5 Tips: Fishing in Fortnite

5 Tips: Fishing in Fortnite thumbnail

I know that you are thinking, this is a cringeworthy read compared to your normal flylords features… That being said, it was a long, relaxing weekend, filled with some beer drinking, and fortnight playing. After a stressful few months sometimes it’s nice to just “Veg” on the couch and do nothing. After about hour 5 of playing fortnite, I had an “A-ha” moment and decided this article needed to be written.

The following are some pointers for fishing in Fortnite!

  1. Location Location Location:
    No this isn’t a real estate lesson, but let’s just make this clear, after jumping off the boat (sorry my Fortnite lingo is probably pretty poor) you want to send it to some of the fishiest spots on the map. Towns near bodies of water, or islands surrounded by water. As you get closer to landing you can even see fish jumping out of the water. Fishing locations appear randomly throughout any body of water on the Fortnite map But make sure you are aiming to land near water.

    Image courtesy of eurogamer

  2. Find a fishing rod – or even better a Harpoon
    Fishing rods are scattered throughout the map, you can find them in chests, or in barrels on the side of the water. If you are landing near water, it usually won’t take long to find a rod. In a recent update, Harpoons showed up! And they are badass – not only can you deal a straight 70 damage to your opponent, but you can also fish extremely fast and efficiently. I’ll almost always keep a harpoon in my arsenal, you will read below why we love fishing so much.
  3. Fishing Efficiently
    Like any fishing trip, you want to spend time fishing in areas that will produce the most fish. One technique here is to grab a rod, and a boat, and head upriver. Jumping out of the boat every time you see a jumping pool of fish. You can also run along the river bank targeting jumping pools of fish. Aim for the center of the pool and the second you feel your controller vibrate pull back!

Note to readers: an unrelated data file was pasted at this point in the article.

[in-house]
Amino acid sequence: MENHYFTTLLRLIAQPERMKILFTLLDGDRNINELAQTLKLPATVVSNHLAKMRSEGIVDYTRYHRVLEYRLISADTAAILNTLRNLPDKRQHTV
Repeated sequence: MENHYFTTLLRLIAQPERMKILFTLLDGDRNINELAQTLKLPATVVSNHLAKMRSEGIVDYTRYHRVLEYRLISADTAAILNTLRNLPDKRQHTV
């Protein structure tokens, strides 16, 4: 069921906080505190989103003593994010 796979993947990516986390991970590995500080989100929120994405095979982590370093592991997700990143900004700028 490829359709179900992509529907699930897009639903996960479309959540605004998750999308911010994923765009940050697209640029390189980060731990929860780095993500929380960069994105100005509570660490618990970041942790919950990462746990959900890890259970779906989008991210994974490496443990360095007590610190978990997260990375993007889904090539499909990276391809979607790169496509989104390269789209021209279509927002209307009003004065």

4. Optimize your backpack for fishing
    There are a few things you can almost always count on when fishing. A health fish, some ammo and a weapon. The health fish are awesome to keep in your backpack – and so are the rare shield fish. If you can stack these in your backpack you are good to go – they provide health and shield much faster than any other healing device in the game. If you stick with it, sometimes fishing can mean landing legendary weapons aswell – almost more frequently than chests…
  5. Keep your head up and keep moving
    As you already know, constant motion is important in the game, especially with the amount of sniping going on. So keep moving as you are fishing! Don’t be afraid to do some practice casting to make sure you are efficient on the water!

Cover image courtesy of the legendary streamer “Jelly” checkout his fishing challenge video below:


A few other videos we like also!



Why Do We Like That Kayak Fishing Is Hard?

I’ve caught everything from red drum to bluefin tuna, but I haven’t spent much time bass fishing.

When my buddy, Roland “Tex” Butler invited me to go lunker hunting I took the bait. After seeing his photos of bucketmouths on Facebook, I was eager to tangle with a big bass.